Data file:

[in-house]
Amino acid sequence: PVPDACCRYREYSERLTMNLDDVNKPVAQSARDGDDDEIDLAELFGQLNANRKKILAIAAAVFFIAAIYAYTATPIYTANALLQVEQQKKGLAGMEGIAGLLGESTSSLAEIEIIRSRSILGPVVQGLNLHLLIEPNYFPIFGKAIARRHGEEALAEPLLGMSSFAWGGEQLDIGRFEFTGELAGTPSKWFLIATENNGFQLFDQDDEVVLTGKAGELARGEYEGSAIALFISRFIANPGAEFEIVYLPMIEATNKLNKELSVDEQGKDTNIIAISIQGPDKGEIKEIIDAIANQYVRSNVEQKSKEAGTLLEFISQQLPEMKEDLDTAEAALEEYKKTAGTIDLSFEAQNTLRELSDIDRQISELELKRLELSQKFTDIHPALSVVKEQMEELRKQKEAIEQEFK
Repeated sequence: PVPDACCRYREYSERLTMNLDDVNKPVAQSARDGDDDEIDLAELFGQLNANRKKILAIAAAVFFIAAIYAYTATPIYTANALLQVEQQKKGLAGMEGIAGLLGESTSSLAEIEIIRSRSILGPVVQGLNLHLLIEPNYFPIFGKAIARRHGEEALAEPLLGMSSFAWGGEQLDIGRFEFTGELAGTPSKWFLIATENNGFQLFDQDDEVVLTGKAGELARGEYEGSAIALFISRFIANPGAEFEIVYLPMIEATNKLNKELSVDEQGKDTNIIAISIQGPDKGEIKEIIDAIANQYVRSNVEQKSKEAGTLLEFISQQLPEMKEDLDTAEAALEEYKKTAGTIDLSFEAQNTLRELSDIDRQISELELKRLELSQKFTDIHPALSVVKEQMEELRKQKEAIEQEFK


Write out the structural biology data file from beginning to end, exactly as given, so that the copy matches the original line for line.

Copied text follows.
[in-house]
Amino acid sequence: PVPDACCRYREYSERLTMNLDDVNKPVAQSARDGDDDEIDLAELFGQLNANRKKILAIAAAVFFIAAIYAYTATPIYTANALLQVEQQKKGLAGMEGIAGLLGESTSSLAEIEIIRSRSILGPVVQGLNLHLLIEPNYFPIFGKAIARRHGEEALAEPLLGMSSFAWGGEQLDIGRFEFTGELAGTPSKWFLIATENNGFQLFDQDDEVVLTGKAGELARGEYEGSAIALFISRFIANPGAEFEIVYLPMIEATNKLNKELSVDEQGKDTNIIAISIQGPDKGEIKEIIDAIANQYVRSNVEQKSKEAGTLLEFISQQLPEMKEDLDTAEAALEEYKKTAGTIDLSFEAQNTLRELSDIDRQISELELKRLELSQKFTDIHPALSVVKEQMEELRKQKEAIEQEFK
Repeated sequence: PVPDACCRYREYSERLTMNLDDVNKPVAQSARDGDDDEIDLAELFGQLNANRKKILAIAAAVFFIAAIYAYTATPIYTANALLQVEQQKKGLAGMEGIAGLLGESTSSLAEIEIIRSRSILGPVVQGLNLHLLIEPNYFPIFGKAIARRHGEEALAEPLLGMSSFAWGGEQLDIGRFEFTGELAGTPSKWFLIATENNGFQLFDQDDEVVLTGKAGELARGEYEGSAIALFISRFIANPGAEFEIVYLPMIEATNKLNKELSVDEQGKDTNIIAISIQGPDKGEIKEIIDAIANQYVRSNVEQKSKEAGTLLEFISQQLPEMKEDLDTAEAALEEYKKTAGTIDLSFEAQNTLRELSDIDRQISELELKRLELSQKFTDIHPALSVVKEQMEELRKQKEAIEQEFK